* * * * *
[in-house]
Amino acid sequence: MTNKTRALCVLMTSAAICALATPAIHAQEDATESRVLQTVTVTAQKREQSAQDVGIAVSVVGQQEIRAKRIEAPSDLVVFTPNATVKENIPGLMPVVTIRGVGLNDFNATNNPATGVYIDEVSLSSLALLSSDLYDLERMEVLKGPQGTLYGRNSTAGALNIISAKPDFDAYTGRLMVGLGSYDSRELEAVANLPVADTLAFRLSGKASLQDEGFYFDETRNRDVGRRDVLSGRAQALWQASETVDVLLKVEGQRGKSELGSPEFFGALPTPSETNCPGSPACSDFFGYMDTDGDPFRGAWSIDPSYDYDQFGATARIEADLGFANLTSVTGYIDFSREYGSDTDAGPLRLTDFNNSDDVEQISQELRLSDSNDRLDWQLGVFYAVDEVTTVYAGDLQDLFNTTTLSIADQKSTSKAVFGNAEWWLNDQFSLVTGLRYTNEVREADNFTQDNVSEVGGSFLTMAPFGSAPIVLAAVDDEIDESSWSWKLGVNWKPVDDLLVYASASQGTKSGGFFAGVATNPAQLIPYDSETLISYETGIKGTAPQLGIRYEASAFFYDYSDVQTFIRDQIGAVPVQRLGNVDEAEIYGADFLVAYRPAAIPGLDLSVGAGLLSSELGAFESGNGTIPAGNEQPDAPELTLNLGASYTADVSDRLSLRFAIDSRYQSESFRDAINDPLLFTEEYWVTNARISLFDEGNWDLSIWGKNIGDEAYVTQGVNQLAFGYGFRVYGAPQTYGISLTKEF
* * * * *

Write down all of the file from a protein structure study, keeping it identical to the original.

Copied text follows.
[in-house]
Amino acid sequence: MTNKTRALCVLMTSAAICALATPAIHAQEDATESRVLQTVTVTAQKREQSAQDVGIAVSVVGQQEIRAKRIEAPSDLVVFTPNATVKENIPGLMPVVTIRGVGLNDFNATNNPATGVYIDEVSLSSLALLSSDLYDLERMEVLKGPQGTLYGRNSTAGALNIISAKPDFDAYTGRLMVGLGSYDSRELEAVANLPVADTLAFRLSGKASLQDEGFYFDETRNRDVGRRDVLSGRAQALWQASETVDVLLKVEGQRGKSELGSPEFFGALPTPSETNCPGSPACSDFFGYMDTDGDPFRGAWSIDPSYDYDQFGATARIEADLGFANLTSVTGYIDFSREYGSDTDAGPLRLTDFNNSDDVEQISQELRLSDSNDRLDWQLGVFYAVDEVTTVYAGDLQDLFNTTTLSIADQKSTSKAVFGNAEWWLNDQFSLVTGLRYTNEVREADNFTQDNVSEVGGSFLTMAPFGSAPIVLAAVDDEIDESSWSWKLGVNWKPVDDLLVYASASQGTKSGGFFAGVATNPAQLIPYDSETLISYETGIKGTAPQLGIRYEASAFFYDYSDVQTFIRDQIGAVPVQRLGNVDEAEIYGADFLVAYRPAAIPGLDLSVGAGLLSSELGAFESGNGTIPAGNEQPDAPELTLNLGASYTADVSDRLSLRFAIDSRYQSESFRDAINDPLLFTEEYWVTNARISLFDEGNWDLSIWGKNIGDEAYVTQGVNQLAFGYGFRVYGAPQTYGISLTKEF